Happy Martin Luther King Day, Nation! In the spirit of speaking up for what you believe in and speaking out on injustice, I have a little rant to share today:
My town of New York City really likes to get involved in the health of its citizens. From banning smoking in nearly all public places (most recently in public parks) to requiring restaurant chains with more than seven locations to display calorie counts, it seems like every time I turn on the news, NYC is enacting, banning or monitoring something.
The Department of Health (DOH) has done quite a bit in terms of diabetes, too, including launching an A1c Registry to keep tabs on how the PWDs in the city are doing with their glucose management. The program launched in 2006, though I'm not sure how helpful it's actually been. I know at least one fellow NYC blogger, Scott Strumello, is none too happy about all the Big Brother activity on things the DOH doesn't really have a right or need to monitor.
For the most part, I haven't minded the new rules and awareness campaigns. But when I spotted this new public service announcement (PSA) from the DOH linking sugary sodas to diabetes amputations, I'll admit, it pushed me a little too far... Take a look:
NEWSFLASH: FDA Clears Dexcom Share Direct
Dexcom gets regulatory approval of its 'on-the-go' mobile apps for CGM data-sharing.
State of the Union: It's Time to Cure Diabetes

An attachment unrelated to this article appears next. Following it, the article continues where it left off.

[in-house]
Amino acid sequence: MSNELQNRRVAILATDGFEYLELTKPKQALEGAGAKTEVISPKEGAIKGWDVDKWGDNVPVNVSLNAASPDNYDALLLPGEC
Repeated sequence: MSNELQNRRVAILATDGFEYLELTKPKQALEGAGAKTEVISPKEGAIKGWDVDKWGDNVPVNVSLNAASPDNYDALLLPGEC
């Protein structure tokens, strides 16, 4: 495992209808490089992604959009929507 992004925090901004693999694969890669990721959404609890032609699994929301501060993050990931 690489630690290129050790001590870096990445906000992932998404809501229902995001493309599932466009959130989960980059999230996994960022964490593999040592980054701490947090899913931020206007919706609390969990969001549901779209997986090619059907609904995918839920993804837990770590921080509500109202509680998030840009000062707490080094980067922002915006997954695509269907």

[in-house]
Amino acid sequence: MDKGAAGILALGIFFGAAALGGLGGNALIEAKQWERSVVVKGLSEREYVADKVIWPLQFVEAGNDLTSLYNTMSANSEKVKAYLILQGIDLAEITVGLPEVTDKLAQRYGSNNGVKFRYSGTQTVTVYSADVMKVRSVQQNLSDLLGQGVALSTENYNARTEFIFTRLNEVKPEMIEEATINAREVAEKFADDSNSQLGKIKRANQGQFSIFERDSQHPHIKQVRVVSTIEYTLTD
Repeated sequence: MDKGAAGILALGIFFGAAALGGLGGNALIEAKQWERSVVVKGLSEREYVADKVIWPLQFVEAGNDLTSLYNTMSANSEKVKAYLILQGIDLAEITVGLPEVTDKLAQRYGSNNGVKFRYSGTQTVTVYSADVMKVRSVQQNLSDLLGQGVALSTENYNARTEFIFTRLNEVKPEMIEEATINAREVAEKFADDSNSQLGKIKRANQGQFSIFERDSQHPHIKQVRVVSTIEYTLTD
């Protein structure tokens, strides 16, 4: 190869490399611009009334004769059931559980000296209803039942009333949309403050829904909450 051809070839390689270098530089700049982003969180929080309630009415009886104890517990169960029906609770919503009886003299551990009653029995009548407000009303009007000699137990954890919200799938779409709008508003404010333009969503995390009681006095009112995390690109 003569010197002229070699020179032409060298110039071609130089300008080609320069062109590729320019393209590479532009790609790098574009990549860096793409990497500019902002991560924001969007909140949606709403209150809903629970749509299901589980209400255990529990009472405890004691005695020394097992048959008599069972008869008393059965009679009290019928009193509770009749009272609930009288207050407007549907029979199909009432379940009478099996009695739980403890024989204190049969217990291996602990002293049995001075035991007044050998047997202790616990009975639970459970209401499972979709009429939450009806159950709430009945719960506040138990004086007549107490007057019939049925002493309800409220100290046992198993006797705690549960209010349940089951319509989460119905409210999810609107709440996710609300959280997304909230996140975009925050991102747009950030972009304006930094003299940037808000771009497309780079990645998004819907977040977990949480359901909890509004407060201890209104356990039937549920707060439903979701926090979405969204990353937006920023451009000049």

President launching new precision medicine initiative to better treat, cure diseases like diabetes.
'Robotic Pancreas' Appears On American Idol
Carlos Santana's nephew Adam Lasher shows off Dexcom G4 during live performance.
And the NYC DOH isn't the only one receiving criticism for their no-holds-barred ads on the obesity epidemic. Earlier this month, Children's Healthcare of Atlanta started circulating these PSAs on childhood obesity, all part of the new campaign, Strong4Life, launched because Georgia has the second highest rate of childhood obesity in the country.
Ouch! I was once an overweight little girl and right now, she's crying a little inside... I think these PSAs are targeted toward their parents, but still. Children can read, folks. They know what you're saying about them and you're not helping. Why do you think diets are on the rise in young girls? Journalist Kellee Terrell, in an article on the Georgia campaign, writes, "These ads don't really empower or promote healthier lifestyles, just more guilt."
Yes, and we need less guilt and more empowerment.
Honestly, I think you would be hard-pressed to find an overweight person who doesn't realize why they might be overweight. That's the easy part. The hard part is doing something about it. There are financial restraints many low-income families would have to overcome. There are safety issues that many of these families contend with, such as living in a neighborhood where it's unsafe to exercise, like the Projects in NYC. There are budget shortages that have eliminated many health programs critical to families. Healthy food and athletics are expensive, and often not readily available.
Not only that, but science is showing bit by bit just how difficult it is to lose weight for people who do not have these resources. It is far easier to prevent being overweight than to lose weight, but once someone is overweight — whether they have a diagnosis of type 2 diabetes, pre-diabetes, or no diagnosis at all — it's incredibly challenging to simply reverse the course.